ith Egypt, and he denounced it with all his 
ight. My nation, he said, "is like a dove, silly, 
id without sense, calling to Egypt . . ." He 
as convinced that such an alliance could only 
iger the Assyrians and hasten the day when 
leir land would be overrun. 

And history proved him right. Less than 
venty years after Hosea closed his ministry, 
le northern kingdom of Israel ceased to exist, 
he Assyrians came down in force, leveled the 
ipital, and carried oflF some 27,000 people into 
ivery. The nation passed off the stage of 
story and was never again to play a decisive 
lie, and for the very reasons that Hosea had 
5clared — a combination of a polluted religion, 
life that had become filled with immorality, 
id foolish, corrupt politics. 

Hosea's earlier sermons consisted of harsh 
enunciations of his people and their ways. He 
as keenly sensitive to their sin, their immorali- 
; he was passionate in his pleas that the 
ition should keep clear of military alliances. 
e spoke with deep passion, giving scathing 

But there was a turning point in the life of 
osea. It did not change his basic concerns. 
hey remained the same. But it changed Hosea. 
nd it changed completely the manner in which 
3 gave his message. The change came about 
ecause of great tragedy and heartache in his 

Scholars divide on their interpretation of the 
ook. Hosea was married to a woman who was 
jie of the temple prostitutes. Verse 2 of the 
TSt chapter which tells of Hosea's marrying her 
ui also be intei*preted to read that when he 
I tarried her she was simply "one inclined toward 
arlotry" and not necessarily already a harlot at 
le time of their marriage. 

Some scholars feel she turned prostitute after 
16 marriage. Other scholars insist on a literal 
iterpretation of those opening verses, saying 
is wife was a prostitute when he manied her, 
lat their marriage might become a living il- 
istration of the spiritual truths he wanted to 
)ach. Floyd Mallott has suggested that maybe 
le was a harlot when Hosea married her, or at 

SBRUARY 3, 1962 

least a rather wild girl, but that perhaps when 
Hosea fell in love with her he was a naive young 
man, blind in his love, not fully aware of what 
she was. 

Hosea's wife was named Gomer. The fact 
that her father's name is mentioned indicates 
that she, too, came from a prominent home, 
probably the daughter of one of the small rural 
landed aristocrats. If not before their marriage, 
then sometime early in their marriage, Gomer 
became a part of the immoral rites practiced at 
the pagan shrines. She was not sold into the 
life as some were; she entered of her own free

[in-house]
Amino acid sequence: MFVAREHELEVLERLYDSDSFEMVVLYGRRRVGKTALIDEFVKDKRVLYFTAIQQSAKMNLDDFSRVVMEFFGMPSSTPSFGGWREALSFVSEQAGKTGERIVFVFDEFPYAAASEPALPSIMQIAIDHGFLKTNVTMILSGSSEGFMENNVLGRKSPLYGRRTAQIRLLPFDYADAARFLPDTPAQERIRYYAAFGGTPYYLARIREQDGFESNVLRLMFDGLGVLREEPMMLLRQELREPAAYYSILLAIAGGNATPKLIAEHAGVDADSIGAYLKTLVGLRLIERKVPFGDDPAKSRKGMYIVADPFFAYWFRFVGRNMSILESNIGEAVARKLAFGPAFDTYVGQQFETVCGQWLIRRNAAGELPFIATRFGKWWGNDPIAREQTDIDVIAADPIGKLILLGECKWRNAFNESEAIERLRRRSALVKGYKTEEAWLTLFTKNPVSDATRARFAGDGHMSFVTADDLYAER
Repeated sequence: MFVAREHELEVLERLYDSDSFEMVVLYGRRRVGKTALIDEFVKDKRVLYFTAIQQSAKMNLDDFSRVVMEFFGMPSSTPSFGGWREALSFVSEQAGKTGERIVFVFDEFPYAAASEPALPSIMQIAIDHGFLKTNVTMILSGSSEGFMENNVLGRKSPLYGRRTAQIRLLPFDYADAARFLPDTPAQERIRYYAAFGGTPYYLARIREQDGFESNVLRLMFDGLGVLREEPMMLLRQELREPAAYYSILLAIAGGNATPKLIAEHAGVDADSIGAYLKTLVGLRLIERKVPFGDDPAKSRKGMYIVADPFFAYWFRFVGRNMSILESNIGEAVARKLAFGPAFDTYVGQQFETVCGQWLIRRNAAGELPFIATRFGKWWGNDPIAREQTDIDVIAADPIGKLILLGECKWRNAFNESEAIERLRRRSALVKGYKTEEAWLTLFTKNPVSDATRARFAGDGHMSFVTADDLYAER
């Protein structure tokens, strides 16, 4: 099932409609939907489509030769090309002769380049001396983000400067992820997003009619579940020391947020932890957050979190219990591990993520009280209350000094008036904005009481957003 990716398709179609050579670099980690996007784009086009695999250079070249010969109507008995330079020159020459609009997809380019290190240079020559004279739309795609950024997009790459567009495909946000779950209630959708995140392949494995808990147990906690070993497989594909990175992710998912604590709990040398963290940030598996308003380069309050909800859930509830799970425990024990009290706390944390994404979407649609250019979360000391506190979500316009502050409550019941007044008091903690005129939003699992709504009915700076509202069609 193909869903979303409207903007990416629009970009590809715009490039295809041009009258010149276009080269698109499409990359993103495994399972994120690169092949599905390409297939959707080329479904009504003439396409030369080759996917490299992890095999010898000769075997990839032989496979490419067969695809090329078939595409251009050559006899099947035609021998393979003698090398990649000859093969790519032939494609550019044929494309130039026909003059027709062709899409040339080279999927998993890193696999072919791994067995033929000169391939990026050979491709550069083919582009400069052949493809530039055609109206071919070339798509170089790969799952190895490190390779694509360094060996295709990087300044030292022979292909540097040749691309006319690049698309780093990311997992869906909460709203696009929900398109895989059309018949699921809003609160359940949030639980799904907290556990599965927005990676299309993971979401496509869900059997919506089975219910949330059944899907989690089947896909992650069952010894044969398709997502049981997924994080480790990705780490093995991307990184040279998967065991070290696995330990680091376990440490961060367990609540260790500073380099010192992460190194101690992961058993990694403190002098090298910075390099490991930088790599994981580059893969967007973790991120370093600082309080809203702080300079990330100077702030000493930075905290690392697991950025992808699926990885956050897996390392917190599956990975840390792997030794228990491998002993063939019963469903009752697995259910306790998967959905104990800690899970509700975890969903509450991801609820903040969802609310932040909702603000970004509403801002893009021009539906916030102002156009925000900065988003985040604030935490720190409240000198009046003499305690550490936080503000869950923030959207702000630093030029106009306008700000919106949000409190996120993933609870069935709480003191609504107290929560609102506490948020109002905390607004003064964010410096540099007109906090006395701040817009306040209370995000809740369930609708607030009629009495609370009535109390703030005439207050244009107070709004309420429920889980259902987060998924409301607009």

will. It is possible she did so for religious rea- 
sons which to her seemed justified. 

But the tragedy was not any less because 
it may have been prompted by religious moti- 
vation. The blow to Hosea was just as real. 
Indeed, if religious conviction was involved, 
the blow was compounded because there was 
coupled with it a rejection of his faith. How 
hard for one whose entire life was given over 
to the sharing of strong religious convictions. 

Their first child was named after the Hebrew 
town of Jezreel, which had long been associated 
with some of the bloodiest chapters in Israel's 
history. Hosea gave the name to the child as a 
sort of living sermon to the nation against mili- 
tarism and the bloody house of Jehu whose 
descendant still sat on the throne. The name 
was a protest against the proposed alhance with 
Egypt and an appeal to the nation to remain 
neutral and keep out of the impending war. 
Hosea was announcing the doom of his country 
because it oppressed the poor and spilled their 
blood in senseless war. 

The second child was called "Not pitied." 
This name, too, is a sermon of stem judgment 
to a nation showing no sign of repenting, and 
it reveals that Hosea's heart at this point was 
bitter and unloving. Surely God would show 
no pity for such a wayward nation. 

Hosea called the third child "Not my people," 
once again a sermon of judgment — God has 
cast his people off because of their sin. The 
Hebrews believed they were a chosen people. 
They convinced themselves that God was on 
their side and that he would never cast them 
off. Hosea is trying to impress on them that 
sinning is terrible business, that they can, if 
they choose, exclude themselves from the circle 
of God's love. He was trying to convince them